And though it is not relative to the present situation, a serious question needs to be asked and studied in allowing unfettered openings of cannabis stores. This has become an issue in other municipalities and cities across Canada as they investigate limiting storefronts due to market saturations, loss of revenues, bankruptcies, lost employment, the increased availability of cannabis in the community which creates health and addiction concerns, neighbourhood and real estate valuations. Provincial governments, moved by concerned citizens, are preparing legislation on restricting the amount of cannabis retailers allowed in certain municipalities should cities fail to do so.
I believe that downtown Whitehorse is well served by cannabis. Any new shops should be encouraged to move outward towards the suburban centres, such as Granger, Porter Creek and Whistle Bend, which are presently underserved, and of course not without a say by the communities affected. The YLC advised in the administrative report “that the buffer is not a critical piece of youth protection, regarding schools” — an observation that I wholeheartedly disagree with, as to only limit the effect of a storefront by its proximity to a school is short-sighted. What is more important is to consider how it affects the immediate community and how that community interacts with the proposed area.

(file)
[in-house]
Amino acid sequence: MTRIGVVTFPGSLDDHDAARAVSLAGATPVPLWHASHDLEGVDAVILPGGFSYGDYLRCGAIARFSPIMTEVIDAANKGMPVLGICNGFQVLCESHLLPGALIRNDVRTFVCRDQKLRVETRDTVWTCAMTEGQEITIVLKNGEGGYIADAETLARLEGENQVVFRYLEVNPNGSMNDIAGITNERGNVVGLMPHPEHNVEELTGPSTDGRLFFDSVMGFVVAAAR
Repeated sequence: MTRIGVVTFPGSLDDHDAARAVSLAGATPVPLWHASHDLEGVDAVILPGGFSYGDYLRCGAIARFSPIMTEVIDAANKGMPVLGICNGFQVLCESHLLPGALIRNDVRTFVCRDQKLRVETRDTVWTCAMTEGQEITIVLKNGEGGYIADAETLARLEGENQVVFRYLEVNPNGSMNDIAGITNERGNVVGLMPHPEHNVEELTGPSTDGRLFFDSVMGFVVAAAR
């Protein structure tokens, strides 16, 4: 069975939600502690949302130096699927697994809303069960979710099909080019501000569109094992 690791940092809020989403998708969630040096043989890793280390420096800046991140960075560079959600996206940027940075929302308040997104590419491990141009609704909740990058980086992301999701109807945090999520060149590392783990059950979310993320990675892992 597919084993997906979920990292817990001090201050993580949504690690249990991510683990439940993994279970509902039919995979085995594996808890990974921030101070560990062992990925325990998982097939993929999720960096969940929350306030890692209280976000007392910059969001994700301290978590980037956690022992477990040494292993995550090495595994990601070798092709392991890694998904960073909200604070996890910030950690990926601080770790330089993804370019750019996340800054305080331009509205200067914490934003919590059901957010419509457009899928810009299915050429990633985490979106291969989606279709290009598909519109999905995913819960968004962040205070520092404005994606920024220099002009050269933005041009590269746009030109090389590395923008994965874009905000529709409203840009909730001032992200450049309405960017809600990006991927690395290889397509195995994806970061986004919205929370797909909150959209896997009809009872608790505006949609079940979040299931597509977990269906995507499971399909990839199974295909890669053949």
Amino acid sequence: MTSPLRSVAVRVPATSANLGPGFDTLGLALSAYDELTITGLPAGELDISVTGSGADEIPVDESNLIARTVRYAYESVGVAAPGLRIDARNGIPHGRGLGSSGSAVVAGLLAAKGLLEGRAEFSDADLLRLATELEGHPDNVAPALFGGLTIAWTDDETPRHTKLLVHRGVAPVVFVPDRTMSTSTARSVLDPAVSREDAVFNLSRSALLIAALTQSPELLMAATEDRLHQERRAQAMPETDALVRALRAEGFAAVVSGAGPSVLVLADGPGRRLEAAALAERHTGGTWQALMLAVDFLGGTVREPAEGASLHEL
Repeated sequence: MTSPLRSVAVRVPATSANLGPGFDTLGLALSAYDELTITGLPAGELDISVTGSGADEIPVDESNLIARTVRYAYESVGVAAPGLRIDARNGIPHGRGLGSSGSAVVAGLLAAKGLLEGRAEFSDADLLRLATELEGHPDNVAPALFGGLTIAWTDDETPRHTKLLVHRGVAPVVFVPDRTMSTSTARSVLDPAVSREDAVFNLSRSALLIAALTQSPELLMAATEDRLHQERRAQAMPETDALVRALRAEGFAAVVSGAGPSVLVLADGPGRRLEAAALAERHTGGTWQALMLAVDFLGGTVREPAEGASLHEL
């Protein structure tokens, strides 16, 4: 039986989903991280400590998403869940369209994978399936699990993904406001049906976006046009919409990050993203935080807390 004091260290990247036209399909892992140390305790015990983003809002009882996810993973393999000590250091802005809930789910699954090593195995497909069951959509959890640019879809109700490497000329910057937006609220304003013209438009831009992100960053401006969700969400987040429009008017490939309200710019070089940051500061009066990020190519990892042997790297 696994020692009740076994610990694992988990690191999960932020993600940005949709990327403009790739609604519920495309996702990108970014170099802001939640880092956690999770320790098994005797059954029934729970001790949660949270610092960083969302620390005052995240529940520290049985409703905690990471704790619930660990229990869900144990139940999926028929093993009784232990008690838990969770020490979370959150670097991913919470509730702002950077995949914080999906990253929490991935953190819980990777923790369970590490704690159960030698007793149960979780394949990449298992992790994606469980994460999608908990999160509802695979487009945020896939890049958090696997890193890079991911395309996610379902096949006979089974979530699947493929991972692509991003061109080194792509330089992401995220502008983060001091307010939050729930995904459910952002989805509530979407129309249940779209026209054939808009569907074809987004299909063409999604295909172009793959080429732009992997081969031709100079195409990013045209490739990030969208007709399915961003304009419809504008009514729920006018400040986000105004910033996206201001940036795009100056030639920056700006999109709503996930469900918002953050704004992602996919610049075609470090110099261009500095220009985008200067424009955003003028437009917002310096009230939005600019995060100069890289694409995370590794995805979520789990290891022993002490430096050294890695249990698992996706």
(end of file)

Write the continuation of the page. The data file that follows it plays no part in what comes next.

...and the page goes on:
Moving the buffer for an obviously favoured applicant does not take into consideration other stakeholders in this area and is careless and irresponsible on the part of the council. When one considers that:
- Besides the The Independent Learning Centre, there are two Montessori daycare-schools in the area: the Montessori Borealis Aurora Casa on Ogilvie and Front streets, and the Bambinos Bilingual Montessori Daycare on Ogilvie and 3rd streets.
- Shipyards Park, literally across from the proposed location, is well used by families, schools, teams and associations for events private and public.
- A recent addition, the city’s newly constructed Jumpstart Playground is literally across the street in full view of the potential storefront. What exactly was the jumpstart the city had in mind?
- The area is known as a “fast food lane” used by many families and children and young adults.
- To move the buffer zone from 150 metres to 100 metres and then determine that the location is now safe and benign is inane: the school is still in the same location and the students are still equally exposed. The Independent Learning Centre caters to at-risk youth who require a tailored approach to learning, and add to that the daycares/Montessori schools, parks and playgrounds, you are putting vulnerable and impressionable youth and children at risk.